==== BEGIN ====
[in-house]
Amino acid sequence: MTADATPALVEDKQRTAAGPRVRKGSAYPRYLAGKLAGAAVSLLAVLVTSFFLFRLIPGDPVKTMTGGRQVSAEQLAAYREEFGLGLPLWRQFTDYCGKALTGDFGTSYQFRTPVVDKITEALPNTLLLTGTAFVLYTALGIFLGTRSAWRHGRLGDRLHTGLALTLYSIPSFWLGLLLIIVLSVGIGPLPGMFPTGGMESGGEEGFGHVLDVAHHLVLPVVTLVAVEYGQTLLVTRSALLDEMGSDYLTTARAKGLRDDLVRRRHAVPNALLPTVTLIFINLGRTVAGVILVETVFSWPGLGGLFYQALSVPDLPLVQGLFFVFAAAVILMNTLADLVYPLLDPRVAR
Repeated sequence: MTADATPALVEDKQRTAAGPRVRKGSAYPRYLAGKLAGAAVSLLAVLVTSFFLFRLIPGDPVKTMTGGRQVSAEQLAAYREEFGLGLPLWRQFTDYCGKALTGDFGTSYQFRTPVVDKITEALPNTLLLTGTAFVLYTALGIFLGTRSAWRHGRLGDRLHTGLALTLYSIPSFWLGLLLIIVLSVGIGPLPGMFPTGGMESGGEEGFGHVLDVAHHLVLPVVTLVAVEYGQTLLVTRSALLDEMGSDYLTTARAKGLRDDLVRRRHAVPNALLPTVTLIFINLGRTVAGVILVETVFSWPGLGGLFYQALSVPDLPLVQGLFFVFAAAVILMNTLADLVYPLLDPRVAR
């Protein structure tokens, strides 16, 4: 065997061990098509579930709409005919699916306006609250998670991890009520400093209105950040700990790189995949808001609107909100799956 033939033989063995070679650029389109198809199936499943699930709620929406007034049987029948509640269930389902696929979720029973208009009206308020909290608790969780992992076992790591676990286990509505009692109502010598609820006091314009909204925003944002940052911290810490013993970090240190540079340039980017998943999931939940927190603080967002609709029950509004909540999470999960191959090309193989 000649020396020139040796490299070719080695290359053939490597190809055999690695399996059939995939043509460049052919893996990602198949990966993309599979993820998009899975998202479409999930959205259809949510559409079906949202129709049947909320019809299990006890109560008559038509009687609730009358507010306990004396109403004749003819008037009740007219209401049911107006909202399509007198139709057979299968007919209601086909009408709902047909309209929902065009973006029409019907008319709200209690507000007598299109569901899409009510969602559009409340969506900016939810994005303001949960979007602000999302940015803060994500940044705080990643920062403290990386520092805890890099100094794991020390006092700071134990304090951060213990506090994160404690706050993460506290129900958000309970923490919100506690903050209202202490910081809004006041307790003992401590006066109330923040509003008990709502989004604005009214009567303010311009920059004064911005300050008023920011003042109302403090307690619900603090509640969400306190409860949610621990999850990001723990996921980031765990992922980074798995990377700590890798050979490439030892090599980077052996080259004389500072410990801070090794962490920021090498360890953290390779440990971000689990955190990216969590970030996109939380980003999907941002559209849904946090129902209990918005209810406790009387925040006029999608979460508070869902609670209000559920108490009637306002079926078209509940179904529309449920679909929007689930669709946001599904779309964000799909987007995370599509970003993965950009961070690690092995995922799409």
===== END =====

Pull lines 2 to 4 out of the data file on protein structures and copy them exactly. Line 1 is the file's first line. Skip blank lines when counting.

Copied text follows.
Amino acid sequence: MTADATPALVEDKQRTAAGPRVRKGSAYPRYLAGKLAGAAVSLLAVLVTSFFLFRLIPGDPVKTMTGGRQVSAEQLAAYREEFGLGLPLWRQFTDYCGKALTGDFGTSYQFRTPVVDKITEALPNTLLLTGTAFVLYTALGIFLGTRSAWRHGRLGDRLHTGLALTLYSIPSFWLGLLLIIVLSVGIGPLPGMFPTGGMESGGEEGFGHVLDVAHHLVLPVVTLVAVEYGQTLLVTRSALLDEMGSDYLTTARAKGLRDDLVRRRHAVPNALLPTVTLIFINLGRTVAGVILVETVFSWPGLGGLFYQALSVPDLPLVQGLFFVFAAAVILMNTLADLVYPLLDPRVAR
Repeated sequence: MTADATPALVEDKQRTAAGPRVRKGSAYPRYLAGKLAGAAVSLLAVLVTSFFLFRLIPGDPVKTMTGGRQVSAEQLAAYREEFGLGLPLWRQFTDYCGKALTGDFGTSYQFRTPVVDKITEALPNTLLLTGTAFVLYTALGIFLGTRSAWRHGRLGDRLHTGLALTLYSIPSFWLGLLLIIVLSVGIGPLPGMFPTGGMESGGEEGFGHVLDVAHHLVLPVVTLVAVEYGQTLLVTRSALLDEMGSDYLTTARAKGLRDDLVRRRHAVPNALLPTVTLIFINLGRTVAGVILVETVFSWPGLGGLFYQALSVPDLPLVQGLFFVFAAAVILMNTLADLVYPLLDPRVAR
């Protein structure tokens, strides 16, 4: 065997061990098509579930709409005919699916306006609250998670991890009520400093209105950040700990790189995949808001609107909100799956 033939033989063995070679650029389109198809199936499943699930709620929406007034049987029948509640269930389902696929979720029973208009009206308020909290608790969780992992076992790591676990286990509505009692109502010598609820006091314009909204925003944002940052911290810490013993970090240190540079340039980017998943999931939940927190603080967002609709029950509004909540999470999960191959090309193989 000649020396020139040796490299070719080695290359053939490597190809055999690695399996059939995939043509460049052919893996990602198949990966993309599979993820998009899975998202479409999930959205259809949510559409079906949202129709049947909320019809299990006890109560008559038509009687609730009358507010306990004396109403004749003819008037009740007219209401049911107006909202399509007198139709057979299968007919209601086909009408709902047909309209929902065009973006029409019907008319709200209690507000007598299109569901899409009510969602559009409340969506900016939810994005303001949960979007602000999302940015803060994500940044705080990643920062403290990386520092805890890099100094794991020390006092700071134990304090951060213990506090994160404690706050993460506290129900958000309970923490919100506690903050209202202490910081809004006041307790003992401590006066109330923040509003008990709502989004604005009214009567303010311009920059004064911005300050008023920011003042109302403090307690619900603090509640969400306190409860949610621990999850990001723990996921980031765990992922980074798995990377700590890798050979490439030892090599980077052996080259004389500072410990801070090794962490920021090498360890953290390779440990971000689990955190990216969590970030996109939380980003999907941002559209849904946090129902209990918005209810406790009387925040006029999608979460508070869902609670209000559920108490009637306002079926078209509940179904529309449920679909929007689930669709946001599904779309964000799909987007995370599509970003993965950009961070690690092995995922799409």